I published first public blog entry 1 year ago (on September 18th 2013).
During the last year I wrote 152 blog posts, most of them late at night (between 11 pm
most of them located in a
src/ subfolder (I am using xplain
to unit test my blog posts).
The blog posts are now pretty popular. Using only organic traffic growth,
without any self-promotion from my side (except for posting links to the new blog posts
on my Twitter account @bahmutov), I get about 500 unique
visits a day (weekends only generate about 200 visits a day), with total around 10k
a month. Most of the traffic is coming from the English-speaking countries (US, UK and India).
My most popular blog posts are:
- AngularJs inside Jade templates - it is so popular because this is very new topic (I even added Jade support to grunt-html2js plugin). This post has been so popular, if you Google "angular jade" it comes up first.
- Catch all errors in Angular app is part of my real time error reporting posts.
- Inject valid constants into Angular shows how to correctly inject constants from the backend to an Angular application. I experimented quite a bit with different solutions before finding something I liked.
In fact, 9 out of top 10 most popular blog posts deal with Angular technology!
I write each entry pretty quickly - a couple of hours at most. But I do think about what I want to write for much much longer. In fact, my blog ideas are written as stories in my personal pivotaltracker board.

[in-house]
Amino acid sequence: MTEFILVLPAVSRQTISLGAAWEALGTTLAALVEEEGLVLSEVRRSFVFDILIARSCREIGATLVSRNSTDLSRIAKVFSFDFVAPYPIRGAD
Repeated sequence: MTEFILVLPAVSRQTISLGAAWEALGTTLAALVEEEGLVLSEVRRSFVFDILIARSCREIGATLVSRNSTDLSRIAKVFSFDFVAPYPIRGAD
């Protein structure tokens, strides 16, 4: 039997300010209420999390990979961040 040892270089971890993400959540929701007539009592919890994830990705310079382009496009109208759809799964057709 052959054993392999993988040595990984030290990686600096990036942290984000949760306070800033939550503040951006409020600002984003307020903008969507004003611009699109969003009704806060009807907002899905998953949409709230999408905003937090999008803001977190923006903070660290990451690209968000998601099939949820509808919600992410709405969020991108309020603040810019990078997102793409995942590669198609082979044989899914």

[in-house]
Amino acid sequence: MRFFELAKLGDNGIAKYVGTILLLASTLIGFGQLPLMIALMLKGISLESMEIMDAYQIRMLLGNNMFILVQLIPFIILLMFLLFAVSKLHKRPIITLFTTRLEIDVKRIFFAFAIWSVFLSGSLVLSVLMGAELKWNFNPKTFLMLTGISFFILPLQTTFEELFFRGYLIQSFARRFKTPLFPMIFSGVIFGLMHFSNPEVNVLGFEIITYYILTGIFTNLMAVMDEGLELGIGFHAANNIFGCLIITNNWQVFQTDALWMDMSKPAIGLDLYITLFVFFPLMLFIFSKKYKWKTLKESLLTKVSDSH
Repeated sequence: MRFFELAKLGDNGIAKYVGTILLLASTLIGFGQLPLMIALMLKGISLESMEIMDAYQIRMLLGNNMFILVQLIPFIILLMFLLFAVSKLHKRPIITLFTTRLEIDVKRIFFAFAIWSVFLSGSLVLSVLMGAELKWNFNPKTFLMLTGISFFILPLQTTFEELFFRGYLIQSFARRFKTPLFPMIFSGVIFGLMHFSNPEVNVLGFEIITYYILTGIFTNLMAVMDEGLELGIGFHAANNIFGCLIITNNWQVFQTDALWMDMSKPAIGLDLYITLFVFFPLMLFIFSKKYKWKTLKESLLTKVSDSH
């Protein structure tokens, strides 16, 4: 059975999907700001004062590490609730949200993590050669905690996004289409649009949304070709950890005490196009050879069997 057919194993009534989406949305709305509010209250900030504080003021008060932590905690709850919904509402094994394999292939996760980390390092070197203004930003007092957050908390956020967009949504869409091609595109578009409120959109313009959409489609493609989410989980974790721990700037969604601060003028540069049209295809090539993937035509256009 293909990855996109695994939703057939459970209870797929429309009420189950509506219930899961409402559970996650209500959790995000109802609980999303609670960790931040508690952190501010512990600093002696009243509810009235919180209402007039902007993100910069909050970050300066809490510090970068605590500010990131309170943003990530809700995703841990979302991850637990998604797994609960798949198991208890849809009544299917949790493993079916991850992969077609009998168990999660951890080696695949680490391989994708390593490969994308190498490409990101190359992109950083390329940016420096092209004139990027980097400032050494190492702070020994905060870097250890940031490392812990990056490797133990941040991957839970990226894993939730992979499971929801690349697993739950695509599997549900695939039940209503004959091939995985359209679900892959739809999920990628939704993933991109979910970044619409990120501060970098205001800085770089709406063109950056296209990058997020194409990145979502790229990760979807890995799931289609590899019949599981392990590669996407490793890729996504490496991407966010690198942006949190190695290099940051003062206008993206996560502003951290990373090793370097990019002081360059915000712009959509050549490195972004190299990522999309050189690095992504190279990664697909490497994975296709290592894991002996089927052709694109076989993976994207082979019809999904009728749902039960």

This is the same approach to writing as I take for reading books using epics.
Often I update an existing blog post instead of writing a new one. If a change is small (like another code sample), I just republish the blog. If a change is large (adding another section to a post), I will re-tweet the blog post again. I strongly believe in iterative software development, and my writing is no different from writing software - I am trying to communicate my ideas to others.
Any writer writes for a specific audience. In my case the audience is surprise, surprise - me! I am writing these posts for the future me. I stopped trusting my memory long time ago (I forgot when), and if I don't write something down, explaining it in detail, I am sure to forget it. Hopefully this is because my life is so interesting and full of action. More likely it is because I constantly clear my mind and short term memory for learning something new.
Besides myself, the blog entries serve as a knowledge repository to my team at Kensho. Whenever we have a technical problem at work, while searching for solution, I write a blog post. Then I share the posts with the team. Sharing our thoughts with the world brings us second and even third opinion, helping us write better software. In my mind, this is much better solution to knowledge sharing than any internal company Wiki.
I used to write lots of wiki-style notes in a personal wiki (using my all time favorite TiddlyWiki). I even gave Evernote a try. Both were good at capturing a snapshot of my knowledge, but both were equally bad at iterative rewriting, publishing and sharing the knowledge. I wanted to include code samples, add public comments, and quickly link other resources. When I found calepin.co I was hooked right away. I write each blog post as a plain Markdown file (I happen to love Markdown) in a sub folder inside my Dropbox folder. The sub folder gets synced with Calepin server any time I push a button on calepin.co - and that is it. The new entry is posted, or existing post is updated. In addition I have a private git repo inside the subfolder to keep all my posts and source files safe at remote Bitbucket server.